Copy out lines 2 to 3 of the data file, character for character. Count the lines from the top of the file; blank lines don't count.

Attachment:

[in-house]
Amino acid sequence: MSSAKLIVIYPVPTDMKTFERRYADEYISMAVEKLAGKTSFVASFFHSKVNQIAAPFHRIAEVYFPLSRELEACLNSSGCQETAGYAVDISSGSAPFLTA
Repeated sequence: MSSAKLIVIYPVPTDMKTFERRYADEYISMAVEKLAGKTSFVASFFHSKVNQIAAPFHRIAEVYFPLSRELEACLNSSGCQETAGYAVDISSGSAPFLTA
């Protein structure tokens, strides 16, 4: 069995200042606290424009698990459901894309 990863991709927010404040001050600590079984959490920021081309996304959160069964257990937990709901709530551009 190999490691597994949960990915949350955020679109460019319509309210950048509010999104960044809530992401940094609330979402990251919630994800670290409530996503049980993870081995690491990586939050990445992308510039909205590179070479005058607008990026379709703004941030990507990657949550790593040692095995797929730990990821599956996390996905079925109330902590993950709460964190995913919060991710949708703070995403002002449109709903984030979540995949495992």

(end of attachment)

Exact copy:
Amino acid sequence: MSSAKLIVIYPVPTDMKTFERRYADEYISMAVEKLAGKTSFVASFFHSKVNQIAAPFHRIAEVYFPLSRELEACLNSSGCQETAGYAVDISSGSAPFLTA
Repeated sequence: MSSAKLIVIYPVPTDMKTFERRYADEYISMAVEKLAGKTSFVASFFHSKVNQIAAPFHRIAEVYFPLSRELEACLNSSGCQETAGYAVDISSGSAPFLTA